To purchase the book, ask for it at your favorite quilt shop. It is also available from Martingale & Company and from Amazon. If you want an autographed copy, go directly to the source and order your copy signed by Kay at Quilt Puppy Publications & Designs.

We have a winner!
Kathie H. won the book! Kay Mackenzie will be contacting you to get your address.

Thanks so much to everyone who posted; it was great to hear about your applique techniques!

Wednesday, March 25, 2009

Quilters by the Sea Guild in Wilmington

Spring was just arriving in beautiful Wilmington, NC, when I visited there on Monday and Tuesday to speak and do a workshop for the friendly Quilters by the Sea Guild.

I arrived in historic Wilmington a few hours before my presentation, so I strolled through a residential part of the older part of the city, which boasts spectacular turn-of-the-century (and older) houses.

Love those Christmas snowflake lights and the charming red door.

A beautiful door and transom. Check out the little metal Daschund to the left of the door ... perhaps a boot scraper?

Here’s part of the talented group that took my “Surface Design Madness” workshop on Tuesday. What a nice bunch.

We stamped and stenciled on fabric with Lumiere fabric paint.

We made beads from Tyvek and wrapped them in wire and beads.

We melted Tyvek to make embellishments.

This student really went to town with her Lumiere! Isn’t this gorgeous?

One student made this by stamping Lumiere with a regular kitchen sponge. Great texture!

More fun with Lumiere.

This is Lumiere sponged through sequin waste.

We also stamped and embossed Angelina.

It is always so interesting to me that each student finds something different that “floats her boat.” I try to offer many different techniques and materials in this class. We cover a lot of ground in six hours.

Many thanks to Mary Ann, and all the Quilters by the Sea!

Friday, March 20, 2009

Charlotte Quilters Guild 2009 show

The Charlotte Quilters Guild’s 2009 quilt show opened today. I am so proud of the Pandoras! We won a second place ribbon in the “Group” category for our quilt, “Motherhood” (above), and a Judge’s Choice ribbon from Joanne Arntsen! The panels are by (from left:) Grace K. Howes, Lushorn Millsaps, me, and DeLane Rosenau.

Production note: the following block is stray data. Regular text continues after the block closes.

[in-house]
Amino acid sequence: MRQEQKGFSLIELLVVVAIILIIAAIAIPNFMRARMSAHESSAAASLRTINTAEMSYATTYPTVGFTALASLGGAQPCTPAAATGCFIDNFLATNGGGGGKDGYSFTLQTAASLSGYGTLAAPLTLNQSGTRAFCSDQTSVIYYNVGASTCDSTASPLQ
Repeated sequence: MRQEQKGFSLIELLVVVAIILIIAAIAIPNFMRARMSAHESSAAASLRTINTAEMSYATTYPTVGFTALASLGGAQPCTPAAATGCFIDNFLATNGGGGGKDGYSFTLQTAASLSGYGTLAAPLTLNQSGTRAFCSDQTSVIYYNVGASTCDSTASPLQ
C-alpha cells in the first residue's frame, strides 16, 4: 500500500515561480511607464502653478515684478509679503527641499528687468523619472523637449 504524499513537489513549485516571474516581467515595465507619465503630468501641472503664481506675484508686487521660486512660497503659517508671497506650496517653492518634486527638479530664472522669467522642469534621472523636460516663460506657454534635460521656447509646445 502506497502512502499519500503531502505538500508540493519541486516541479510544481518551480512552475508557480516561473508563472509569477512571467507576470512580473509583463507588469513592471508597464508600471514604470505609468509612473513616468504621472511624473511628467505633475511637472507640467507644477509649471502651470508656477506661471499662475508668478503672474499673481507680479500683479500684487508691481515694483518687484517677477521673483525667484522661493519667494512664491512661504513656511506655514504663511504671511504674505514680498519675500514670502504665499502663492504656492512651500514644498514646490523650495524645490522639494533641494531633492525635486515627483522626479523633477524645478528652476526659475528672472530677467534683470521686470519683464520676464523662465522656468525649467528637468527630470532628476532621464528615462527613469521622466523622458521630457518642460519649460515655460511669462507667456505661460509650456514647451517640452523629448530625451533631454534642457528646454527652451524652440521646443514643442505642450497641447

Nancy G. Cook won the Best of Show-Small for “Southern Hospitality,” which features a magnolia tree.

Cynthia Page’s “Illusion” won a Judge’s Choice award from Kathlyn Sulivan.

Christine Scholz won a Best Machine Quilting ribbon for “Oriental Dreams.”

Pattie Bethune’s “Fire Fern” won the Best Use of Color ribbon.

Joan Roeder’s charming “Joansborough” won the Best Hand Quilting ribbon. I love how she used textured fabrics and hand embroidery to create this lovely village scene. Here’s a detail shot:

Joan says, “My village was inspired by my love of the history of the Middle Ages, and my inability to pass by any fabric of architectural design.”

Kimberly Profitt’s “Sandhills Beauty” (above) won Best of Show-Large.

Kay Horn’s elegant “Garden Path.”

Elizabeth Miller dedicated “Room to Breathe” to her friend Joan Colvin (1933-2007), “a gentle and talented artist who only wanted ‘room to breathe.’”

Elizabeth’s “Linens and Things” features work by Elizabeth as well as various unknown quilters and embroiderers. She collects vintage linens (runners, doileys, quilts, tablecloths and hankies) and uses them in her quilts to preserve this wonderful “women’s work.”

My “Round Red Barn.”

Elinor Washington’s “Rose Appliqué” was so sweet, soft and feminine. She started it in 1940, and finished it in 2008!

P.J. Howard’s “Hands On!”

June Alston’s “Colonial Star” (based on a pattern by Jacquline de Jonge)

Cary Langhorne Caldwell ’s “Old Bay.” Cary is a very talented up-and-coming young art quilter, and I love her work.

“Under the Watchful Eye of Queen Charlotte II” by Deborah Langsam contains “people and places that have shaped Charlotte” in a mosaic of tiny photographs printed on fabric. Here’s a detail shot:

Cary Langhorne Caldwell’s “Cousin Fredrick.”

Melanie Paul won a first place ribbon for her “Well, Shut My Mouth,” which includes one of her mother’s favorite quotes by Abraham Lincoln.

One thing I always enjoy at the Charlotte quilt show is the exhibit of dolls by the Flights of Fantasy Doll Guild. “Aurora” by Lee Williams looks as though she is soaring!

Aren’t these chicken stitchers funny? They are by Cindy Page.

This lovely doll is by Margaret Williams (pattern by Christine Shiveley).

Nancy G. Cook’s “Winter Confection III.”

P.J. Howard’s “Dragon Bag.”

My “Home Planet.”

My “Purple Evening Bag.”

Nancy G. Cook’s “Crepe Myrtle: Homage to Klimt”

Linda Stegall’s “Losing Serengeti” points out that “the Serengeti plains are one of the world’s largest animial habitats, containing the greatest variety of animals in the world. They … are rapidly diminshing due to our indifference.”

Thursday, March 19, 2009

Announcing the Fiber Art Options blog

I belong to a group of marvelously talented fiber artists from the Charlotte area. I was very honored to have been asked to join this group about two years ago. It includes Nancy G. Cook, P.J. Howard, Janet A. Lasher and Linda Stegall. Elizabeth Miller was an active member until recently (she is now an honorary member, too busy to attend most meetings, but welcome to come if she wants!).

One of our goals for the coming year is to create work individually that could be used in group exhibitions. We decided that it would be good to have a group portfolio, so that we could easily and professionally present ourselves to potential curators. This morning, we officially launched our blog,

We have included posts from our members, as well as links to our current exhibitions, where we have been published, and a short bio and portfolio for each member. We’ll be sharing our works in progress, as well as our techniques and ideas. We invite you to view our blog, and to follow us (just go to the bottom of the sidebar on the right and click the “follow” button).